The S&P 500 is near all-time highs following the release of the Federal Reserve's May policy meeting minutes. Stocks have largely been trading around the flat-line all day in anticipation of the release and have gotten what looks to be a slight bump of confidence after digging deeper into the Fed's commentary. You can read our initial review of the Fed's statement following the May policy meeting here.
Perhaps stalling any push higher, investors are watching key technical levels (S&P 500 is near all-time closing highs and all-time intra-day highs) as well as a decline in oil prices ahead of the OPEC meeting in Vienna tomorrow. Although oil prices initially traded higher after the Energy Information Administration's inventory report earlier this morning, traders quickly shifted to a cautious approach, taking profits and focusing more so on the bearish gasoline figures as opposed to the larger-than-expected draw in crude (see our bulletin from earlier detailing the inventory report here.)
As for the meeting minutes, you can review our note from yesterday explaining why investors would be focusing on the Fed's observations. In line with expectations, the minutes confirmed that the Fed continues to expect to raise interest rates gradually over time, with eyes on June for the next potential hike. The consistent commentary is essential as investors have begun to question the true potential for two additional rate hikes this year, with weaker data and internal struggles in the White House both raising doubts regarding the economic outlook. Following the release of the minutes, the probability for a June rate hike remained above 80%, according to CME Group.
According to the minutes, "Most participants judged that if economic information came in about in line with their expectations, it would soon be appropriate for the committee to take another step in removing policy accommodation." Overall, officials agreed that the economic outlook had changed little since the March meeting (see here). In a more timely comment, Philadelphia Federal Reserve President Patrick Harker confirmed yesterday that he believe it remains appropriate to raise interest rates two more times this year.
Policy members viewed the weaker first-quarter economic results as "transitory" rather than an issue that would cause any broader concern. Recall that the Fed's preferred inflation gauge, the price index for personal-consumption expenditures (PCE index), briefly extended beyond the Fed's annual 2% target, on a year-over-year basis, in February, but disappointed with a greater-than-expected drop in March, showing annual prices were only up 1.8%. The trend in the consumer price index (CPI) showed similar declines in April.
Fed officials have also remained steadfast in their decision to wait for fiscal policy, noting that "many participants continued to view the possibility of expansionary fiscal policy changes in the United States as posing upside risks to their forecasts for U.S. economic growth, although they also noted that prospects for enactment of a more expansionary fiscal program, as well as its size, composition, and timing, remained highly uncertain."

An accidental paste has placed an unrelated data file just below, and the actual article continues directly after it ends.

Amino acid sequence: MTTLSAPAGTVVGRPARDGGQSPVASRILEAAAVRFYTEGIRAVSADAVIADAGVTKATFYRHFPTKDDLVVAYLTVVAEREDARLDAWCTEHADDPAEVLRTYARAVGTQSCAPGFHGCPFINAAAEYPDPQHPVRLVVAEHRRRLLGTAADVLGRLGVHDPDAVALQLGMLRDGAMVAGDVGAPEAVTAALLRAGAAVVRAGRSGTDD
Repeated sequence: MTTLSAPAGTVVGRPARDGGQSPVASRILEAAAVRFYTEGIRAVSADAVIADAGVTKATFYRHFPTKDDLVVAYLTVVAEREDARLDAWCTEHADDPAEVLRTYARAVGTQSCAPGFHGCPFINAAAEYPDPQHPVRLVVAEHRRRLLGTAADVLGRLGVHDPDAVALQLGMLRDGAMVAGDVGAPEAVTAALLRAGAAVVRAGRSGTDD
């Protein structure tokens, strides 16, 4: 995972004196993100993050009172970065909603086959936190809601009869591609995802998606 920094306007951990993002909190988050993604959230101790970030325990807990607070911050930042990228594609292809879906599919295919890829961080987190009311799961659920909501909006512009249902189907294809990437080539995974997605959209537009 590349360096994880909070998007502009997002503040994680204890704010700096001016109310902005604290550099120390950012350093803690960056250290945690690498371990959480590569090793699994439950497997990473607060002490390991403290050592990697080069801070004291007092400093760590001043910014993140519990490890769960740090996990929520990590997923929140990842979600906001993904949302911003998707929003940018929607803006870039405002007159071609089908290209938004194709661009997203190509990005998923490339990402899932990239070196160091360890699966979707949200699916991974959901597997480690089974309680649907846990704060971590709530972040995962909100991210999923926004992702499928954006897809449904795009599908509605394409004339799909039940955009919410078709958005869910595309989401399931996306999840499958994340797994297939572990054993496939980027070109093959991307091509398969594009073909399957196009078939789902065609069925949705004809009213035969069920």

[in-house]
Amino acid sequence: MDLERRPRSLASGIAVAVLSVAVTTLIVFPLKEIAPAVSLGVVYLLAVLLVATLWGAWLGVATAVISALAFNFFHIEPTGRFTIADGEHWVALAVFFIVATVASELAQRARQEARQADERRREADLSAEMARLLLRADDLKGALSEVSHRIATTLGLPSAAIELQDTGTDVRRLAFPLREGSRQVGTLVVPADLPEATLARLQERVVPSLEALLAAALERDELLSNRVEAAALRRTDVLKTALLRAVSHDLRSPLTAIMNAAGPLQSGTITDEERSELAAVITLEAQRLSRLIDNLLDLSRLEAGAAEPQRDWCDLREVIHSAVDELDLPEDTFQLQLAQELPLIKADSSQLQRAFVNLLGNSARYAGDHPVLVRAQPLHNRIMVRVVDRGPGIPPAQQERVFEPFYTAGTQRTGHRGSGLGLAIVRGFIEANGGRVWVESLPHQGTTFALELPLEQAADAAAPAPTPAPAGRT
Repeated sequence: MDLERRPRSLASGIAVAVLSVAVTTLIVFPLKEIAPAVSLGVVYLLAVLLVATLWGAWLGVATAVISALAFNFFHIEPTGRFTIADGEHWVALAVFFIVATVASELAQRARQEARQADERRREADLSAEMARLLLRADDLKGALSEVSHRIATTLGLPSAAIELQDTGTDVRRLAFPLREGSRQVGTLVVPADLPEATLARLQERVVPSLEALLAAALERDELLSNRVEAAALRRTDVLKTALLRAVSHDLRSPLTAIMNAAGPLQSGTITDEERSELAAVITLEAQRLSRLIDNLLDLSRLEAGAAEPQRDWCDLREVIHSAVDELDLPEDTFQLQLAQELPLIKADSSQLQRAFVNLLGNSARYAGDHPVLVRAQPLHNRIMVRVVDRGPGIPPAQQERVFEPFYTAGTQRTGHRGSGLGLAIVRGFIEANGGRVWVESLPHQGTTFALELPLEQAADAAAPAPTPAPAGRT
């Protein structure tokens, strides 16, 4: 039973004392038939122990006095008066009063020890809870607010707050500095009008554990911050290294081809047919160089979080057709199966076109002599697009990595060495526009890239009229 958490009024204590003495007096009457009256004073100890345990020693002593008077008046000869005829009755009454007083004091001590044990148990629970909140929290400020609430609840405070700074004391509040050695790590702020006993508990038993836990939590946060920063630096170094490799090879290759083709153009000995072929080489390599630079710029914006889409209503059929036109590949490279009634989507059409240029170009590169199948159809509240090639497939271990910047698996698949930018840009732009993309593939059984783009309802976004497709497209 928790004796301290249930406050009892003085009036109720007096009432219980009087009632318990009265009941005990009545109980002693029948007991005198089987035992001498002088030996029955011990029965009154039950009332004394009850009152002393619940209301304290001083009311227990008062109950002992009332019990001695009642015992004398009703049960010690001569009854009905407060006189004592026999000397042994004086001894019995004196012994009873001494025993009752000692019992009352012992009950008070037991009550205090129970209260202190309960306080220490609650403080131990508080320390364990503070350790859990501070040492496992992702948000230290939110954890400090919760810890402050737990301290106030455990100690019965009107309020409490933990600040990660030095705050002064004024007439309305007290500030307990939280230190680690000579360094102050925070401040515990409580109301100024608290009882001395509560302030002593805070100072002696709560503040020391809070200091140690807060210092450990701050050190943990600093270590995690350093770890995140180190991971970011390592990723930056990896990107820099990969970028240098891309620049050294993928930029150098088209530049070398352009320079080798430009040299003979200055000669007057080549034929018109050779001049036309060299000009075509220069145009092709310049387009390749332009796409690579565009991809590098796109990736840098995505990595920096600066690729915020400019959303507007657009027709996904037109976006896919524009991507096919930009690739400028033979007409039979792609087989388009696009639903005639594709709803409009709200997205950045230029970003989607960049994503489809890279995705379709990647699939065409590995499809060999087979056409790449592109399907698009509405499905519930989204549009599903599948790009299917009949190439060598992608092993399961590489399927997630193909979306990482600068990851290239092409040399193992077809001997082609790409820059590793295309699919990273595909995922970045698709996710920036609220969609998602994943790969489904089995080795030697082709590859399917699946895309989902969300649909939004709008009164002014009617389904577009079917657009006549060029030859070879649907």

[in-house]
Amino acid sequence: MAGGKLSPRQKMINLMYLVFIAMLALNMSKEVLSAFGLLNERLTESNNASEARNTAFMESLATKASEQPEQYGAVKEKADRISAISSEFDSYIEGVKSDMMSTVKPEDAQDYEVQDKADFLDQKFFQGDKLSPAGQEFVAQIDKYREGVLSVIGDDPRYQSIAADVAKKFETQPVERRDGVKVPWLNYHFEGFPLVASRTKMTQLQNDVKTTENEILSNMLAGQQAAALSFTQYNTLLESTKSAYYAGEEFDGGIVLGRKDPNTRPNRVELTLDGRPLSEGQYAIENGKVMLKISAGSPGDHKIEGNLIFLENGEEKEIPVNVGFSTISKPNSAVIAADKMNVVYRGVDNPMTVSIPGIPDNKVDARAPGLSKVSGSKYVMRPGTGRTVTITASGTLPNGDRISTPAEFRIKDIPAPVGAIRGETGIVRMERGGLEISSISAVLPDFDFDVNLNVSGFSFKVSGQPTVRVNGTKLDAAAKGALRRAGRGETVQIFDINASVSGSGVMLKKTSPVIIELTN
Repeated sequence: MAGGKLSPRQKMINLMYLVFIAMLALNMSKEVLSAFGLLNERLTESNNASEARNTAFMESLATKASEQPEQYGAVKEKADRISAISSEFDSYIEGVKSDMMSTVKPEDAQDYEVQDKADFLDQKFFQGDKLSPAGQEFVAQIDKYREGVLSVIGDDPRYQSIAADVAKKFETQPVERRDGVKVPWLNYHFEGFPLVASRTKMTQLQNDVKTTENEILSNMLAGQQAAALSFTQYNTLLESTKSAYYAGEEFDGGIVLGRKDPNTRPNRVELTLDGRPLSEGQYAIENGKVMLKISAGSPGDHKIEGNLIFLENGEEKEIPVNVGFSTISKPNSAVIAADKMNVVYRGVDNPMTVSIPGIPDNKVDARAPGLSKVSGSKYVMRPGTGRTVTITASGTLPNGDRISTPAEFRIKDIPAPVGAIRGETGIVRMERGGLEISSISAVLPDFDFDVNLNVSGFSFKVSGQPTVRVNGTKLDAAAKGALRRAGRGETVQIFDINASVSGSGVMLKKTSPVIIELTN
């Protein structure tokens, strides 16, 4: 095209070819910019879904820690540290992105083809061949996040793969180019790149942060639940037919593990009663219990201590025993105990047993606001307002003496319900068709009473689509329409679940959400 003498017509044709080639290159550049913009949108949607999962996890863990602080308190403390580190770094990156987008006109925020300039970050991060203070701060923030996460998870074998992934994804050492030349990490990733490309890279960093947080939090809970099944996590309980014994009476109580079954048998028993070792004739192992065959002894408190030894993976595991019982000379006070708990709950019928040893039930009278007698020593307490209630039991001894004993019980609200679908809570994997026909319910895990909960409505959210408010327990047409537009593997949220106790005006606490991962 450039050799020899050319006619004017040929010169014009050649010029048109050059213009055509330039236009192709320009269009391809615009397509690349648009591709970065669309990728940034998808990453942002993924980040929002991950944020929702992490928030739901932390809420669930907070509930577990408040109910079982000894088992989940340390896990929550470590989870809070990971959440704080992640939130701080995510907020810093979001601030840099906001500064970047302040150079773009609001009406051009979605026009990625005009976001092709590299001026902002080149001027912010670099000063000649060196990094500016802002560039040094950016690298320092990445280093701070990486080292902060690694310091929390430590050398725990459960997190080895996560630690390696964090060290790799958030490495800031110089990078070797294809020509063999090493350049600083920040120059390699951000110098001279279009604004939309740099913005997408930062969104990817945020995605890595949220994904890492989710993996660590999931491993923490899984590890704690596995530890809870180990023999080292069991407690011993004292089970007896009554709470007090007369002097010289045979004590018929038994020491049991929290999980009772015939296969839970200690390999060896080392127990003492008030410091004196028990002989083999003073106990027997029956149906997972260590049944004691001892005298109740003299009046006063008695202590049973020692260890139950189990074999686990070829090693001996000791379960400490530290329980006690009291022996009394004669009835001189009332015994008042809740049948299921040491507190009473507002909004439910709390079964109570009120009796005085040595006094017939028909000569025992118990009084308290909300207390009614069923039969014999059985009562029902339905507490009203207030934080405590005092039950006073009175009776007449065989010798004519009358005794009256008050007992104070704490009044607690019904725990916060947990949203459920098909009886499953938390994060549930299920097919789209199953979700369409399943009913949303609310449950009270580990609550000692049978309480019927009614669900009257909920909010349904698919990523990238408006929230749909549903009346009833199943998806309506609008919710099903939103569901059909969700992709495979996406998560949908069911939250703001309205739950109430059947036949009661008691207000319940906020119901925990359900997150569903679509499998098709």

While we did not receive any new information regarding the outlook for rates moving forward (as expected), the minutes did provide a peak into the Fed's plans for reducing its balance sheet (we referred to this discussion in our review of the March meeting minutes and again in our analysis of the May statement, both linked above). The May statement did not offer any significant language pertaining to the plan, but the minutes appeared to indicate that officials were moving toward a consensus on how to shrink the $4.5 trillion balance sheet (which contains bonds and other assets).
For now, the committee intends to begin, prior to the end of the year, gradually ending its practice of reinvesting proceeds from its maturing portfolio securities. To do this, the FOMC will announce a set of gradually increasing limits on the dollar amounts of securities that would be allowed to "runoff" (i.e., mature without reinvestment) each month until the balance sheet approached "some level of normal." Although the central bank stopped buying additional assets more than three years ago, the practice of reinvesting proceeds has kept the balance sheet at a steady level.
By decreasing the balance sheet, the Fed could have a "double" impact on interest rates (along with rate benchmark rate increases) -- reinvestments have kept demand high in the market for government bonds, holding rates low, while changing the reinvestment policy could impact the supply/demand dynamic and force upward pressure on rates. There is currently no real consensus on how this will play out in real time. As such, the Fed intends to be as passive, predictable, and boring as possible when enacting this plan in an attempt to maintain order in markets. The minutes appear to support this plan.
We will have to continue to follow the commentary for more details moving forward. In the immediate term, all eyes will remain on June's policy meeting for the decision on whether to increase benchmark interest rates.